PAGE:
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Meant to invoke feelings of tranquility, an Asian living room has a variety of aesthetic properties. This neutral style has been popular for several decades in North America and centuries elsewhere. There is no single facet that makes a living room appear to have an Asian theme. There are many elements, however, reminiscent of the Japanese, Chinese, and Thai cultures, among others. Most people looking to design an Asian living room incorporate pieces from more than one region.
An Asian living room should be minimalistic. Asian décor is meant to be paired with a clean lines and shapes. The room itself should be clutter-free and spacious. If you can’t afford an interior decorator, peruse interior design books or websites for ideas before plunging into the project.
Introducing tacky knick-knacks into an otherwise plain room does not make it Asian-inspired. There is a fine line between using unique flea market finds and buying Asian-themed items from the local dollar store. While both can add flair to an otherwise boring living room, you don’t want the room to look chintzy.
There are many objects reminiscent of Asian décor that are expected to be used in an Asian design scheme. Paper fans, painted vases, teapots, and floor pillows, for example, are common decorations. These elements, when used sparingly and with the appropriate counterparts, can make an Asian living room understated and genuine.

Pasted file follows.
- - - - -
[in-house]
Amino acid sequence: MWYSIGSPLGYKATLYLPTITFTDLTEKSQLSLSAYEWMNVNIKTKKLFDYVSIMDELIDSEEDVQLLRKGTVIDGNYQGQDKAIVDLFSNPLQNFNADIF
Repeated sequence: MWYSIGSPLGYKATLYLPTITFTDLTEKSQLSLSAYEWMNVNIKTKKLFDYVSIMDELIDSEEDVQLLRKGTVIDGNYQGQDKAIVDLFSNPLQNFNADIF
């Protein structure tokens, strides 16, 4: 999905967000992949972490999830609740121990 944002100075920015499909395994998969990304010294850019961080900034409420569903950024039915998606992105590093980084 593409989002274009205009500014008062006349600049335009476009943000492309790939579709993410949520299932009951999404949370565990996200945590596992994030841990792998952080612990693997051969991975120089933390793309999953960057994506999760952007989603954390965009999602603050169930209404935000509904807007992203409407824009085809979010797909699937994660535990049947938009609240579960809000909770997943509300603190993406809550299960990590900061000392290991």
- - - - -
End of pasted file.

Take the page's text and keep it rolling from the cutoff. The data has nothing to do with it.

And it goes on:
The element of flowing water is almost always used in an Asian living room. To honor Japanese tradition, the element should appear to naturally flow, as in a waterfall or stream. Fountains are man-made, and therefore aren’t used as often. If using an electric waterfall, at least be sure to hide the cord and plug.
A shade of Chinese red is typically used sparingly throughout an Asian living room. This bright color might be painted on one wall, or it might be represented in teapots and vases throughout the space. Jade green is another popular color used in an Asian living room. The overall effect of the room should remain neutral. White, cream, and black are traditional tones, as are shades of brown.
When choosing furniture, bamboo styles are a popular option. Try purchasing either an end table or two lamps woven from bamboo. Don’t go overboard, however. Alternate with dark wood grains for an eclectic, soft touch.
If the space is large enough, try using a rice paper screen as a room divider. If the Asian living room is tiny, a few paper lanterns of alternating sizes should do the trick. If possible, allow a good amount of natural light into the living room, as well.
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